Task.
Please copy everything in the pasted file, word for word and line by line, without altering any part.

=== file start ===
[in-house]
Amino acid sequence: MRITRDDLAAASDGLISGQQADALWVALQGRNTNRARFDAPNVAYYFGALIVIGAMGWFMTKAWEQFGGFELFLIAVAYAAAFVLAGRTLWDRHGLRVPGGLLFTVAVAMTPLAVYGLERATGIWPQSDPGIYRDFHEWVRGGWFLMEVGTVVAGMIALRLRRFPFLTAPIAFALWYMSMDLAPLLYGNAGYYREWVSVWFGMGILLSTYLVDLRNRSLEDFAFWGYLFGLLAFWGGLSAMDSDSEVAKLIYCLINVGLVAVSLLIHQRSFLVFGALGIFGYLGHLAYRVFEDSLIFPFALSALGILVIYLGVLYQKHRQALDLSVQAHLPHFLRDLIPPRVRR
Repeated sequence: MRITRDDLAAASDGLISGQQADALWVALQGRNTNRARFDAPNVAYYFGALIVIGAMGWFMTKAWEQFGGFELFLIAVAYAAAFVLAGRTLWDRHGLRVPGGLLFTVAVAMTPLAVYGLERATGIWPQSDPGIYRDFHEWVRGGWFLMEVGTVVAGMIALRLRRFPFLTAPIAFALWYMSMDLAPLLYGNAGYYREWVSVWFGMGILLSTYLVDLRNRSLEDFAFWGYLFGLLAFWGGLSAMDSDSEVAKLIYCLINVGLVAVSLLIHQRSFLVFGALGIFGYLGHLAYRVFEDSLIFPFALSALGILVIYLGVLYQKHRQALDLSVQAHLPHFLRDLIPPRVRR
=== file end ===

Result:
[in-house]
Amino acid sequence: MRITRDDLAAASDGLISGQQADALWVALQGRNTNRARFDAPNVAYYFGALIVIGAMGWFMTKAWEQFGGFELFLIAVAYAAAFVLAGRTLWDRHGLRVPGGLLFTVAVAMTPLAVYGLERATGIWPQSDPGIYRDFHEWVRGGWFLMEVGTVVAGMIALRLRRFPFLTAPIAFALWYMSMDLAPLLYGNAGYYREWVSVWFGMGILLSTYLVDLRNRSLEDFAFWGYLFGLLAFWGGLSAMDSDSEVAKLIYCLINVGLVAVSLLIHQRSFLVFGALGIFGYLGHLAYRVFEDSLIFPFALSALGILVIYLGVLYQKHRQALDLSVQAHLPHFLRDLIPPRVRR
Repeated sequence: MRITRDDLAAASDGLISGQQADALWVALQGRNTNRARFDAPNVAYYFGALIVIGAMGWFMTKAWEQFGGFELFLIAVAYAAAFVLAGRTLWDRHGLRVPGGLLFTVAVAMTPLAVYGLERATGIWPQSDPGIYRDFHEWVRGGWFLMEVGTVVAGMIALRLRRFPFLTAPIAFALWYMSMDLAPLLYGNAGYYREWVSVWFGMGILLSTYLVDLRNRSLEDFAFWGYLFGLLAFWGGLSAMDSDSEVAKLIYCLINVGLVAVSLLIHQRSFLVFGALGIFGYLGHLAYRVFEDSLIFPFALSALGILVIYLGVLYQKHRQALDLSVQAHLPHFLRDLIPPRVRR